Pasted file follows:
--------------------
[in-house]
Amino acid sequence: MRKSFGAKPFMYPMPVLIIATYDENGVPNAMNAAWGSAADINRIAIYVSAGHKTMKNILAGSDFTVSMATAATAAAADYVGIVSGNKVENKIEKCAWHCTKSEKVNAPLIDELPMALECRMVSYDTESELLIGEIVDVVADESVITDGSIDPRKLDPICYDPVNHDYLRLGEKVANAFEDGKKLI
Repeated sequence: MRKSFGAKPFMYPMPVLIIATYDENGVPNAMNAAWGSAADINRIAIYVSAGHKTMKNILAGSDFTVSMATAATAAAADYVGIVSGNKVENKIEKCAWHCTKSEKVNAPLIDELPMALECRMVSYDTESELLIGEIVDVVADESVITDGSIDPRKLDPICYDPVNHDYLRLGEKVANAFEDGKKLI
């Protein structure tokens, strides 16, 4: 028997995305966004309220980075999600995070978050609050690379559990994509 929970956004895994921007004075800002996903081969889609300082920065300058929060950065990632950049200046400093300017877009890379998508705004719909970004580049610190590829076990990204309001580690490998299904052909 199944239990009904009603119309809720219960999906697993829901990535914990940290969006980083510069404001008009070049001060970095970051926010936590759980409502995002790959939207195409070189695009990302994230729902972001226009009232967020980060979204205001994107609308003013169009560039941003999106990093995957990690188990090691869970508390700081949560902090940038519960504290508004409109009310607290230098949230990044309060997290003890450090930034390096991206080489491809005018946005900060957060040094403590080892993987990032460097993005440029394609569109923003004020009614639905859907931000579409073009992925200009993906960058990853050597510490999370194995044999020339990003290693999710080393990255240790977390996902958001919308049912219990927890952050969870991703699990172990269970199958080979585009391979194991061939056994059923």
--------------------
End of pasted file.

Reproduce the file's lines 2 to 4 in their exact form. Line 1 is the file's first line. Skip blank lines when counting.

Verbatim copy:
Amino acid sequence: MRKSFGAKPFMYPMPVLIIATYDENGVPNAMNAAWGSAADINRIAIYVSAGHKTMKNILAGSDFTVSMATAATAAAADYVGIVSGNKVENKIEKCAWHCTKSEKVNAPLIDELPMALECRMVSYDTESELLIGEIVDVVADESVITDGSIDPRKLDPICYDPVNHDYLRLGEKVANAFEDGKKLI
Repeated sequence: MRKSFGAKPFMYPMPVLIIATYDENGVPNAMNAAWGSAADINRIAIYVSAGHKTMKNILAGSDFTVSMATAATAAAADYVGIVSGNKVENKIEKCAWHCTKSEKVNAPLIDELPMALECRMVSYDTESELLIGEIVDVVADESVITDGSIDPRKLDPICYDPVNHDYLRLGEKVANAFEDGKKLI
């Protein structure tokens, strides 16, 4: 028997995305966004309220980075999600995070978050609050690379559990994509 929970956004895994921007004075800002996903081969889609300082920065300058929060950065990632950049200046400093300017877009890379998508705004719909970004580049610190590829076990990204309001580690490998299904052909 199944239990009904009603119309809720219960999906697993829901990535914990940290969006980083510069404001008009070049001060970095970051926010936590759980409502995002790959939207195409070189695009990302994230729902972001226009009232967020980060979204205001994107609308003013169009560039941003999106990093995957990690188990090691869970508390700081949560902090940038519960504290508004409109009310607290230098949230990044309060997290003890450090930034390096991206080489491809005018946005900060957060040094403590080892993987990032460097993005440029394609569109923003004020009614639905859907931000579409073009992925200009993906960058990853050597510490999370194995044999020339990003290693999710080393990255240790977390996902958001919308049912219990927890952050969870991703699990172990269970199958080979585009391979194991061939056994059923």